So why a such wide range of differences in the valuation of a business? Simply put: “The value is always in the eye of the beholder. What is worthless to one person may be very important to someone else.” ― Peter Ackroyd, Chatterton.
Business owners typically prefer to sell to strategic buyers because they are often prepared to pay a higher price than other buyers. Strategic buyers are typically larger companies or organizations with greater resources who have a strategic interest in the business, such as buyers operating in the same industry or gaining access to a new market or customer base. Strategic buyers may also have access to more efficient processes for producing or distributing the product, or have access to new technology that can help the business grow. Additionally, strategic buyers can provide access to capital and the expertise of the larger organization, which can be beneficial in growing the business. Let’s examine in detail the sources of incremental value for strategic buyers.
4. Why do strategic buyers often pay higher multiples?
A strategic buyer is typically after horizontal or vertical expansions, looking for strategic synergies that will improve their business and/or operations. These buyers are typically larger, so they can take on more risks, invest in more resources, and capture more synergistic returns.
Strategic buyers can typically take on more risks
Strategic buyers often have a sizeable core business that has yielded excess capital to seek growth inorganically through acquisitions. Given this inorganic growth strategy, strategic buyers generally have a higher risk appetite in accelerating growth and expanding profitability. In addition, transactions in this scenario typically involve multiple players with interests in the same horizontal or vertical industry. This leads to fear of missing out, which could result in competitive disadvantage and sub-scale less efficient operations. For these reasons, strategic buyers are willing to take on more risks.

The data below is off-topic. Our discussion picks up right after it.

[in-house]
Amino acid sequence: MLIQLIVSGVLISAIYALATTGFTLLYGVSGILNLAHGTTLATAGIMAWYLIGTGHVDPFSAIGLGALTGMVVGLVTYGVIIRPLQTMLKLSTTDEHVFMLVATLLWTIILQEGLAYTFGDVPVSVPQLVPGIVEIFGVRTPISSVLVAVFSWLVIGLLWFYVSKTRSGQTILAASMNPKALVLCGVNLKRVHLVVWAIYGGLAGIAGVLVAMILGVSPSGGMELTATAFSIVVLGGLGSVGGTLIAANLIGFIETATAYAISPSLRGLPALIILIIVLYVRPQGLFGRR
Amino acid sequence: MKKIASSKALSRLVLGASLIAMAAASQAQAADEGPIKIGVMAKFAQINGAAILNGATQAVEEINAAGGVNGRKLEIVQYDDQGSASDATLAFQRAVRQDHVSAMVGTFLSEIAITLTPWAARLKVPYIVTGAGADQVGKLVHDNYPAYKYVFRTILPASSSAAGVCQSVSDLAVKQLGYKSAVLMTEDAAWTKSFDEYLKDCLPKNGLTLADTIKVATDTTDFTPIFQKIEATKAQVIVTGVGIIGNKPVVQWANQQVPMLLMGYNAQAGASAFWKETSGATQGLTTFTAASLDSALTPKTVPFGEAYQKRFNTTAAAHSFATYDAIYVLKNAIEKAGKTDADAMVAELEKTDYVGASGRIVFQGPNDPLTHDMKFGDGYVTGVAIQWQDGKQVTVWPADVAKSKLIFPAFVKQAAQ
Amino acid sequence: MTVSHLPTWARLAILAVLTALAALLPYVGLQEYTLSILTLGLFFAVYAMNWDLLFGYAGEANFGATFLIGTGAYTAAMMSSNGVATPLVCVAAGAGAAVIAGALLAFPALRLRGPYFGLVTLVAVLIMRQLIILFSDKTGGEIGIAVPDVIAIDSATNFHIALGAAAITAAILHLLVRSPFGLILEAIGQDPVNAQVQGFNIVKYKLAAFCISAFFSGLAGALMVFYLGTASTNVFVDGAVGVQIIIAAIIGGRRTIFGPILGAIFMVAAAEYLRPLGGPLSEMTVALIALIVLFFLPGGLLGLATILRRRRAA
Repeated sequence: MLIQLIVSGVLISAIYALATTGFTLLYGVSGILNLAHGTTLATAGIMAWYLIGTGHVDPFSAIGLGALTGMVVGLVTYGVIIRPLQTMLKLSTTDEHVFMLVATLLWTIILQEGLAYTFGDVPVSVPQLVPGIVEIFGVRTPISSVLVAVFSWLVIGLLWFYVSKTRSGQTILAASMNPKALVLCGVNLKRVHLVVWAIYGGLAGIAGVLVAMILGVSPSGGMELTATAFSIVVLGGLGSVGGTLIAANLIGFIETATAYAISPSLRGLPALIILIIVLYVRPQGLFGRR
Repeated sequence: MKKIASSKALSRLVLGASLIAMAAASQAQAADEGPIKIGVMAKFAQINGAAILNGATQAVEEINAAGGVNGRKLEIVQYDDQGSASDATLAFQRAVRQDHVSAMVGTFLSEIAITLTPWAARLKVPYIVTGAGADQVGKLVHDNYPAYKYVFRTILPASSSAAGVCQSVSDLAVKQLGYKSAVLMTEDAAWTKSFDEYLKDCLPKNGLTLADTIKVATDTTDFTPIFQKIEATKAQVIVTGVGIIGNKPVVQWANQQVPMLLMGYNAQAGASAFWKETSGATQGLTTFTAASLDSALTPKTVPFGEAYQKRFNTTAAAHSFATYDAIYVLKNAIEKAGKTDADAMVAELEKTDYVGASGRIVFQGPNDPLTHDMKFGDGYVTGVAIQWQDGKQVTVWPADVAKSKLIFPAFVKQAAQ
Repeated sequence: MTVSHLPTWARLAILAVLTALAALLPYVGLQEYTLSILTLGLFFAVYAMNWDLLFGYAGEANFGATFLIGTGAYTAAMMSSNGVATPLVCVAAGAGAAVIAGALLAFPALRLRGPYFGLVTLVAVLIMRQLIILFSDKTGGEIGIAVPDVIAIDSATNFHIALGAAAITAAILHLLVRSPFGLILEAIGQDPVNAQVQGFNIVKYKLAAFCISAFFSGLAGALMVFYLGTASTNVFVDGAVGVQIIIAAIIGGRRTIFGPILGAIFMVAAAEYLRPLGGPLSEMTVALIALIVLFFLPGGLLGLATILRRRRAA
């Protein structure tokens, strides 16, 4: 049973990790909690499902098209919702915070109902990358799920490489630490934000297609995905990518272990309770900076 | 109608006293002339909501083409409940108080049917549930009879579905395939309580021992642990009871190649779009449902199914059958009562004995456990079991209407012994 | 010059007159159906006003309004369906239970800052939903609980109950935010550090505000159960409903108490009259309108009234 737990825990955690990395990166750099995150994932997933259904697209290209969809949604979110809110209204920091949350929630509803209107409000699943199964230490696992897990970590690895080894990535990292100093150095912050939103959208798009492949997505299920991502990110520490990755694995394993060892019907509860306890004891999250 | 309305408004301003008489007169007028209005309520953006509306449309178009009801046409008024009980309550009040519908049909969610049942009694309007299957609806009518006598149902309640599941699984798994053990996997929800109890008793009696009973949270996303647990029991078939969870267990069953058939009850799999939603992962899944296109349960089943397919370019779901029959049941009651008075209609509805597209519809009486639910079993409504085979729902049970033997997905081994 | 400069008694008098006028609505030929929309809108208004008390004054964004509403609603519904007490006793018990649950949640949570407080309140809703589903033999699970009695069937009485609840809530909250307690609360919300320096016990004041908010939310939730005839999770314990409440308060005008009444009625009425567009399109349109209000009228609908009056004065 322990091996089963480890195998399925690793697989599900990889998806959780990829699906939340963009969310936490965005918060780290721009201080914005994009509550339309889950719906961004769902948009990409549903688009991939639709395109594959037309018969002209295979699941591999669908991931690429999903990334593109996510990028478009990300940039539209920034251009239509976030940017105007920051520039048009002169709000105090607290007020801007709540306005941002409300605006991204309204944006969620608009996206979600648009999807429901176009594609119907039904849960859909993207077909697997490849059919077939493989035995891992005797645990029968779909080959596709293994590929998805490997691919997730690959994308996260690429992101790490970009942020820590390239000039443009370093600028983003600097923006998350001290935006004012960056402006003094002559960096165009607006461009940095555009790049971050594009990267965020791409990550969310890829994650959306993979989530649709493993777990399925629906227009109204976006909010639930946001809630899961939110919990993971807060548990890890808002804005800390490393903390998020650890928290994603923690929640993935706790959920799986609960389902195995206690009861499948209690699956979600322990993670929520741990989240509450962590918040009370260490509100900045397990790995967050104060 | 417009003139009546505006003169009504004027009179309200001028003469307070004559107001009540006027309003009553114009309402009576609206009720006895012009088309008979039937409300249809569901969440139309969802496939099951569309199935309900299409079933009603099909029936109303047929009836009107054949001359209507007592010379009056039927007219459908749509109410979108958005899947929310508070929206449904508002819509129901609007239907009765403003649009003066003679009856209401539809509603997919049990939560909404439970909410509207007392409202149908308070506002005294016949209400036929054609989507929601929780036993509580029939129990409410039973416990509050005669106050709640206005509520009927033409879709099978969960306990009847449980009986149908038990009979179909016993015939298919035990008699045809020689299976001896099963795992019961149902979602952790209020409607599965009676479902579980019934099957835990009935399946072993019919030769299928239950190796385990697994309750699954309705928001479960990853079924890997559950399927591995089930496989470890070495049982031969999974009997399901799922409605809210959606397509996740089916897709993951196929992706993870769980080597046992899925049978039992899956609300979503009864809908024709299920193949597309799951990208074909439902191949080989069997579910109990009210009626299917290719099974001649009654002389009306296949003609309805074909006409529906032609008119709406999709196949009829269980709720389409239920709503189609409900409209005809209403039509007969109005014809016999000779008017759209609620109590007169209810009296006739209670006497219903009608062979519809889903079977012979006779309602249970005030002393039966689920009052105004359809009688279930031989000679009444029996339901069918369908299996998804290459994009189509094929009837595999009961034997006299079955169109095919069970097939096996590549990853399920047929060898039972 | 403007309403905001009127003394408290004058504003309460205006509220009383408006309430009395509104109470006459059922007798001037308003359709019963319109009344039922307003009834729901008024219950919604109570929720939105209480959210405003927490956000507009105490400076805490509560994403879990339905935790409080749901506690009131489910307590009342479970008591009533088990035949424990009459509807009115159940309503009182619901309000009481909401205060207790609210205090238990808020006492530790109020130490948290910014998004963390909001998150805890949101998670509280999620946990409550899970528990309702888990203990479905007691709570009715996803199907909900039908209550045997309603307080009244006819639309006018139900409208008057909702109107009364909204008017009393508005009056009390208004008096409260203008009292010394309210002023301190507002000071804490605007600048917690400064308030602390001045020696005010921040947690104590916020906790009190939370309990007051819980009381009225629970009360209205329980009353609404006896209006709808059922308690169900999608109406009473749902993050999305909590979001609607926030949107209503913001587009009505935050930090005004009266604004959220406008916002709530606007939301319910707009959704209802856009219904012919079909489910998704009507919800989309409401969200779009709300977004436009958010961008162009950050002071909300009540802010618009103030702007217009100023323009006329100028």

Strategic buyers can invest more resources for growth
Given strategic buyers’ scale post transactions, strategic buyers can provide more financial and human capital to accelerate top-line and/or bottom-line value creation. These incremental resources often are in the form of invested capital for product development, capital expenditure for high-efficiency equipment, and team expertise. The result can accelerate growth and unlock the operating efficiencies of the combined company after the transaction.
Strategic buyers can capture more synergistic returns
Since strategic buyers seek horizontal or vertical expansions, they will seek to derive revenue and cost synergies from the integration of two businesses. these synergies could come in the form of:
- Top-line revenue synergy sources: new geographies, new products, new capabilities, new sales channels, etc.